Heat 1/4 c. (60 mL) butter or ghee in heavy bottomed large pot, saute onions until soft golden brown. Set aside. In same pan, sauté nuts and raisins until lightly browned. Add more butter if necessary. Set aside.
Add ginger, garlic, cumin and cayenne stirring constantly for a minute. Add meat and brown on all sides.  Then add cinnamon, cloves, peppercorns, cardamom seeds, mace, nutmeg. stock and yogurt cream mixture. Reduce heat to low, cover and simmer until meat is tender.
In oven proof serving dish, layer half the rice. Spoon over 2 tbsp. (30 mL) of the saffron water with some of the threads. Then add meat and another layer of rice. Add remainder of saffron and water over the rice. Add layer of sautéed onions. Spoon some of the liquid from meat, pouring slowly down inside of dish. Cover securely, with aluminum foil if necessary.
Bake at 350 F for 20 minutes or until fully heated.
To serve, remove from oven and top with toasted nuts and raisins. In India this dish would be further garnished with small sheets of edible silver leaf. Serves 12-14.


The Canadian Food Experience - Local Food Heroes

The Canadian Food Experience Project is the brainchild of Valerie at A Canadian Foodie. This is the third edition of a yearlong project. I can see a cookbook in our future. This month we have 80 participants. I am blown away by the participation.

My Earliest Memory of Canadian Food
Regional Canadian Food - SW Saskatchewan 
These are the links to my previous challenges. My first memory...home made bread. Regional food...flat pie.

And the winner is.....

This month we are highlighting a local food hero. I live in Swift Current, SK. We are almost in the Middle of Nowhere. I say almost because if you drive an hour south you are really in the middle of nowhere. We are 5 hours to Calgary, 3 hours to Saskatoon or 2.5 hours to Regina. South, we are 5 hours to Great Falls, Montana which only has a population of 58,000. In fact there isn't a city in Montana with more than 104,000 people.

One would imagine that our choices for a local food hero might be limited. Not so.

I could talk about Farmer Bill. That is what I call him. Bill purchased an acreage formerly owned by Adolf Heyer. This is an exerpt from the Saskatchewan Agricultural Hall of Fame.

"Adolph Heyer received international acclaim for his work in developing hardy tree fruits. Many of his selections are still being grown on the Prairies. He was born in Lunner, Norway, in 1875 and moved to the United States in 1904. In 1905, he took out a homestead near Neville, Saskatchewan.
Distressed by the lack of trees in the area, he first tried unsuccessfully to transplant young trees from nearby coulees. He obtained his first seedling spruce from Woodstock, Ontario, in 1913 and they thrived. He became so enthused with spruce that by 1918 he had thousands of them. He also planted acres of peonies. These provided a splash of color on what was formerly open prairie."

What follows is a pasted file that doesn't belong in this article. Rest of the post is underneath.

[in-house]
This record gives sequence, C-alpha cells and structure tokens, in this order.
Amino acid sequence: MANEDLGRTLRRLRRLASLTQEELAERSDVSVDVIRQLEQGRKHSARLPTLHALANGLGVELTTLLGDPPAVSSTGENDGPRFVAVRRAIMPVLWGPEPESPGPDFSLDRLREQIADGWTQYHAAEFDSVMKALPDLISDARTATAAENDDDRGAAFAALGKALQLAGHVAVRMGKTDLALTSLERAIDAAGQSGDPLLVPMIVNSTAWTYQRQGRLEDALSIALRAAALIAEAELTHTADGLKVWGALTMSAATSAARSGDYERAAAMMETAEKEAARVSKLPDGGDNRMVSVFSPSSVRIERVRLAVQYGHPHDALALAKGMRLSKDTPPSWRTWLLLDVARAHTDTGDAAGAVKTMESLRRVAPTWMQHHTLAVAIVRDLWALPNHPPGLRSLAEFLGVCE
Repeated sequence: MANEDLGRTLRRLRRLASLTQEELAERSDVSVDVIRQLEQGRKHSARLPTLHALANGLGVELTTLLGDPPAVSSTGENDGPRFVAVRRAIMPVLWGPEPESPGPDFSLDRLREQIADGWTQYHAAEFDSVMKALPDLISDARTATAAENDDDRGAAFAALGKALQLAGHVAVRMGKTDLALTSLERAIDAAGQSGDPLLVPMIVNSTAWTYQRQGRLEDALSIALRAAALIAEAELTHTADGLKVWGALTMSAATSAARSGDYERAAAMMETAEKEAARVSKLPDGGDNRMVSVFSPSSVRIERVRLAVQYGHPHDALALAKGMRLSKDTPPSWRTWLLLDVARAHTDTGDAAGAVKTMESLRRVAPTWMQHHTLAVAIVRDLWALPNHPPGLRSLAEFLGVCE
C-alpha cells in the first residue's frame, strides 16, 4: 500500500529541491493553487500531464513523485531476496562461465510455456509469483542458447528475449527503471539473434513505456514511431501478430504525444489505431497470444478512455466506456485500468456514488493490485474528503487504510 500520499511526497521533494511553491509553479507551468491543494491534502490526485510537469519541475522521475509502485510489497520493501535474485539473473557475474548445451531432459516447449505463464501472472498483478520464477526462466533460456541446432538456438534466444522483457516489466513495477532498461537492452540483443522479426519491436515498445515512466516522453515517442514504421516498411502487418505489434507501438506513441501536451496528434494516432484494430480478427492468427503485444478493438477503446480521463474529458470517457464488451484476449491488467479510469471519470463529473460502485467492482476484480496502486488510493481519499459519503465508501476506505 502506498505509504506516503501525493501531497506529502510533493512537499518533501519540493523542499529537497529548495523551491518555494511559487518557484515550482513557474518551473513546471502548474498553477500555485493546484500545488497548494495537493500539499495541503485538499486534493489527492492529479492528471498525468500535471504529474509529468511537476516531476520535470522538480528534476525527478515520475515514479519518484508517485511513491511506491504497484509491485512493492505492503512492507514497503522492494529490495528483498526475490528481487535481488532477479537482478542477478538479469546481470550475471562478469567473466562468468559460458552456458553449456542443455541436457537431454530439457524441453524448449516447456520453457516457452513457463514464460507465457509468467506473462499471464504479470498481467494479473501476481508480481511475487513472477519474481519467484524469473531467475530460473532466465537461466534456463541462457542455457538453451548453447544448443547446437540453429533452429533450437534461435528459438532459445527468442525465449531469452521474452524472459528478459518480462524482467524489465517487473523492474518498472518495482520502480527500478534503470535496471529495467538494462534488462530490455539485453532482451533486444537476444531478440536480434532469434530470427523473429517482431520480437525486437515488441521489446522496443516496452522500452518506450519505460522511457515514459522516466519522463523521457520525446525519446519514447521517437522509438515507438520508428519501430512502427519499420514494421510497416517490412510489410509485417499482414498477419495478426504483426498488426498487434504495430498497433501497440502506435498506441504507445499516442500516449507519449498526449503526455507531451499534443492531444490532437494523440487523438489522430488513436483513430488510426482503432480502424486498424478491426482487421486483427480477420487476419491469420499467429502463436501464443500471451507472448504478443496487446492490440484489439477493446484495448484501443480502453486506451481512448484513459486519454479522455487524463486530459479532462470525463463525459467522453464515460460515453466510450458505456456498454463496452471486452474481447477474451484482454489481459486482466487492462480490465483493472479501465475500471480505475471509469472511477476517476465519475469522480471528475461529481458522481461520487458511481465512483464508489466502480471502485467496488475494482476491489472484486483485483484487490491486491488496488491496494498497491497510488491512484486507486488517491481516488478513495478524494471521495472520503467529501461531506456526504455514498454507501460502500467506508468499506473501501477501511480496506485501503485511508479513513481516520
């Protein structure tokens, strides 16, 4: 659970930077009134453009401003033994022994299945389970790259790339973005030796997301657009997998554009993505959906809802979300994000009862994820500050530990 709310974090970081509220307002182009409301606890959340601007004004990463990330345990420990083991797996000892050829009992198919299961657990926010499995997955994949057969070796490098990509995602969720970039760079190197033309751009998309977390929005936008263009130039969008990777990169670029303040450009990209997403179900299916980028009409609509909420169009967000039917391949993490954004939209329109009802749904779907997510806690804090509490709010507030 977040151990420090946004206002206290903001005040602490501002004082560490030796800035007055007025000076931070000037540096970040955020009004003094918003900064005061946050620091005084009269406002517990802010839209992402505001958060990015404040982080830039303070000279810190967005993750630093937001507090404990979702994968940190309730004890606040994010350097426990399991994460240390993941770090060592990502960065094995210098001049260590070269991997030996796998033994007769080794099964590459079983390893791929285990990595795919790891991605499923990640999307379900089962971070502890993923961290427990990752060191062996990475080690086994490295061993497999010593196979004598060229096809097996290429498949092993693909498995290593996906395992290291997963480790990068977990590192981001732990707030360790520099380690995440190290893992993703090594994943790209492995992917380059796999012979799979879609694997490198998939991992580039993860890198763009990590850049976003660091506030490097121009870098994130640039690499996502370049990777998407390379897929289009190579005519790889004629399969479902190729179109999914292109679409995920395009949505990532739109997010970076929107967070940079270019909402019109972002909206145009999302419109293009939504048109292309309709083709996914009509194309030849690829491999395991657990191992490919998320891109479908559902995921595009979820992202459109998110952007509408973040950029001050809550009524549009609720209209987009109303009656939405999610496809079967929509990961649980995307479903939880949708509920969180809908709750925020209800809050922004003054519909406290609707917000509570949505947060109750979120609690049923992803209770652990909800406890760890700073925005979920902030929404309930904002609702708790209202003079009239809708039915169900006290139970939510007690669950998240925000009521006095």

Bill has continued in Adolf's steps and has a completely organic farm with a multitude of herbs, berries, vegetables, Adolf's apple trees and chickens, turkeys and laying hens.

Or I could introduce you to Val and Bob Newland who raise Black Welsh and other heritage breeds of sheep, practice ethical farming and honour the animal until the end.

I could introduce you to Ron DePauw. He has been the principal wheat breeder at the Semiarid Prairie Research Centre near Swift Current, SK. This is an excerpt from The University of Saskatchewan when he was awarded an Honourary Doctor of Science in 2012.

"Dr. DePauw, a Saskatchewan native, is an outstanding citizen of the province, of Canada and the world. His contributions to the wheat industry of Canada are unparalleled. He has developed over 50 varieties for several classes of spring wheat for Canada. Because of the demanding requirements for quality in Canadian wheats, this is one of the most difficult crops to breed. His varieties have been extremely well received by prairie farmers, typically occupying more than 50 per cent of the seeded acreage. The incremental value of these contributions is estimated to be well over one billion dollars."

My choice for a local food hero are the Peterson's at Tompkins, SK that is less than an hour down the road. They were growing red fife years before it was on the list to sell. Only grains registered could be sold. They held their red fife in granaries for 5 years but were determined that it should be available. Chef Michael Smith buys their red fife flour for his hamburger buns at his Great Canadian Grill at Queen's University, Kingston, ON.

This is a delicious rustic pie using red fife flour.

  Tarte Tatin
This French classic is much easier than making traditional pastry. Take it from stovetop to table.
5-6 Granny Smith apples, peeled, cored and thickly sliced
rind and juice of one lemon
1/2 c. sugar 125 mL
1 c. sugar 250 mL
6 tbsp. butter 90 mL
1/2 tsp. cinnamon 3 mL
1 tbsp. cognac or brandy, optional 15 mL
whipped cream, ice cream and sliced almonds as accompaniments
Mix apples with lemon and 1/2 c. (125 mL) sugar. Let sit for 20 minutes. Drain liquid.
Preheat oven to 425F (230C)